Sharing is no longer needed among Perry Hill School students — when it comes to Chromebooks.

Principal Lorraine Williams, joined by teachers and staff, held a special assembly Tuesday, Jan. 7, at which all fifth and sixth graders were each given a Chromebook to use in school and take home. This is part of the district’s 1-to-1 program — one Chromebook per child. Before, students had to share.

“I’m excited to be able to take the computer home every day,” said student Andrew Aiello. “I can do my work during the day and not have to stop to share it. I can do my homework on it now. It is going to be a lot easier to get my work done.”

“Now I don’t have to share with my brother,” added student Murphy Riddle, whose older brother also has a Chromebook for home use. “This is great.”

School administrators have long pushed for this 1-to-1 program. In October, the Board of Aldermen, Board of Education, the mayor’s office and school officials joined forces to purchase 800 Chromebooks for the district’s fifth through eighth graders at a cost of $258,000 — $158,000 paid by the city, $100,000 by the Board of Education.

“The collaboration between the Board of Aldermen — with key support of Mayor Mark Lauretti — and the Board of Education was excellent,” said school Superintendent Chris Clouet. “I appreciate their commitment. We look forward to strengthening our partnership.

“The students, their parents and the teachers are energized by the addition of Chromebooks for every student in grades five to eight. This initiative, a part of our technology plan, puts powerful learning tools into the hands of our students,” added Clouet.

There were two assemblies — one for fifth, another for sixth grade. Each assembly featured a video on being a “good digital citizen” and proper maintenance of the Chromebook. After each grade was presented with their Chromebook, Assistant Principal Karen Crosby led students in a pledge.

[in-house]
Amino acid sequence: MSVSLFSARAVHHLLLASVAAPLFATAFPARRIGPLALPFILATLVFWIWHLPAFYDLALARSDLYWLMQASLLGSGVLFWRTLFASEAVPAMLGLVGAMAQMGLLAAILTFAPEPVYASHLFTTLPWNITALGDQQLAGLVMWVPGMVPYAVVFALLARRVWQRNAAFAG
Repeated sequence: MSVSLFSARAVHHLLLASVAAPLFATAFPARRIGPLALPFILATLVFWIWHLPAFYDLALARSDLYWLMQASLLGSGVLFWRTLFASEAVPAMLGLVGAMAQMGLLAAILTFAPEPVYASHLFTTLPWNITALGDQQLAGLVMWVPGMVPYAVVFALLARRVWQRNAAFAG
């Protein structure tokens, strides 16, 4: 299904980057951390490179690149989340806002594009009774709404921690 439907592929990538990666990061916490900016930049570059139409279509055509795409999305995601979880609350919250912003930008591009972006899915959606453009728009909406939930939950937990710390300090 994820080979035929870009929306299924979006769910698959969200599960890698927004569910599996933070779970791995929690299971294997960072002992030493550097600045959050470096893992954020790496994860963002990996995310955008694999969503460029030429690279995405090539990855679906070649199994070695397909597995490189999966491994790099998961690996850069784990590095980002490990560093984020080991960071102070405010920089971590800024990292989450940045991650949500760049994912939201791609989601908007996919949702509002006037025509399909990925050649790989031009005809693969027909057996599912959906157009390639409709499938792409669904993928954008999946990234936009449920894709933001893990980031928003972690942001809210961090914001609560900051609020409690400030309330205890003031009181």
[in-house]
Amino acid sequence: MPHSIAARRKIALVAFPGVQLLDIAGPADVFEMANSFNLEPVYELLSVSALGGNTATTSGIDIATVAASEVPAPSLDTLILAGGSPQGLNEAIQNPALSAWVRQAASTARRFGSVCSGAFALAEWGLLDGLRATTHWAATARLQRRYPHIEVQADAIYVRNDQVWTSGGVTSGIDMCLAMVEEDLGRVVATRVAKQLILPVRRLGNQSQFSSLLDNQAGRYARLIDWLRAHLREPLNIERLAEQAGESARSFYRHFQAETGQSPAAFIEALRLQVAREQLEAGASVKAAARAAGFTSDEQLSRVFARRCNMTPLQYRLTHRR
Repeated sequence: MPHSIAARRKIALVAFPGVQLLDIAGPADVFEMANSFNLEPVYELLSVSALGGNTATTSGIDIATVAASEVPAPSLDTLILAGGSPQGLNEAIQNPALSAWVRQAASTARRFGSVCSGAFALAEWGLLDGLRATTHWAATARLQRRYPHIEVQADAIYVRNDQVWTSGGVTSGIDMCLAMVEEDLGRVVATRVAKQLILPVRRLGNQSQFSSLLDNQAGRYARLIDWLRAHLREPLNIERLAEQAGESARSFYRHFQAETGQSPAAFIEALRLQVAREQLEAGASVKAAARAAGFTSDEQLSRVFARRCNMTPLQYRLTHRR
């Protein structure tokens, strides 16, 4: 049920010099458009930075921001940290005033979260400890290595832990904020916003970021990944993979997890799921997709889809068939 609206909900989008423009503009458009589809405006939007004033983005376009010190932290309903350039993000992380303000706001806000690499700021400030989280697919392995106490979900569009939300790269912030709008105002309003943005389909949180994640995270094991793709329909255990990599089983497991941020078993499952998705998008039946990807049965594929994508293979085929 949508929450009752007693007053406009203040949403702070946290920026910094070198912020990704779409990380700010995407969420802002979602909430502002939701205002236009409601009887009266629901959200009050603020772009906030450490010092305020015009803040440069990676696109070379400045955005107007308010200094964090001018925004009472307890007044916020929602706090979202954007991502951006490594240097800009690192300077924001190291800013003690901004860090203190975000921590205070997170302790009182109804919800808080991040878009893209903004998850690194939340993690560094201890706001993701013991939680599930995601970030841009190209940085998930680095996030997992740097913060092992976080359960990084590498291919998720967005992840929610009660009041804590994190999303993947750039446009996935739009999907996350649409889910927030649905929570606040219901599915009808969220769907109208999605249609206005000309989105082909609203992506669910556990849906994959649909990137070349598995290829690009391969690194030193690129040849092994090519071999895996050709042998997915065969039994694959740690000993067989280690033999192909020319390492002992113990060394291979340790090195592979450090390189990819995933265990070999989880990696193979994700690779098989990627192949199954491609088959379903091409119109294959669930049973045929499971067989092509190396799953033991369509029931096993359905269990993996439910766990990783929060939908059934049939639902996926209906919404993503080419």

“It was pep rally-ish,” said Williams. “This was a long time coming. The city, Board of Ed, everyone really worked together to make this happen. We’ve been talking about this for years, and we’re thrilled it has finally happened.”

The 1-to-1 program allows teachers to monitor students’ work in real time. Teachers can give assignments through Google Classroom and monitor students’ site visits through the GoGuardian software.

With the district moving away from textbooks, the Chromebooks allow students to access to all online lessons and various educational resources. The Chromebooks also have all the updated testing software.

“It is important to know this is not replacing pen to paper,” said Williams. “We have a balance. There are group discussions … it’s not just kids on Chromebooks all day. There are discussions … teachers and students interacting.”

Crosby said the Chromebooks are used only part of day, and this was emphasized to parents in a special meeting on Monday, Jan. 6, at the school. Parents were told about the GoGuardian software, which will aid in monitoring the sites students visit online, and the school day will not just be dominated by computer use.

Clouet said the parent meeting on the details of the 1-to-1 program was well done. He said a full house listened to teachers discuss how the Chromebooks will be used, and many had pertinent questions, as well.

While staff and parents are pleased with the new 1-to-1 program, it is the students that will see the most significant benefit, according to Williams.

“It is already easier to do work,” said student Ava Pacacha. “We had to share all the time, and it was tougher to get work done. Now we can get everything done easier. It feels great having (the Chromebook).”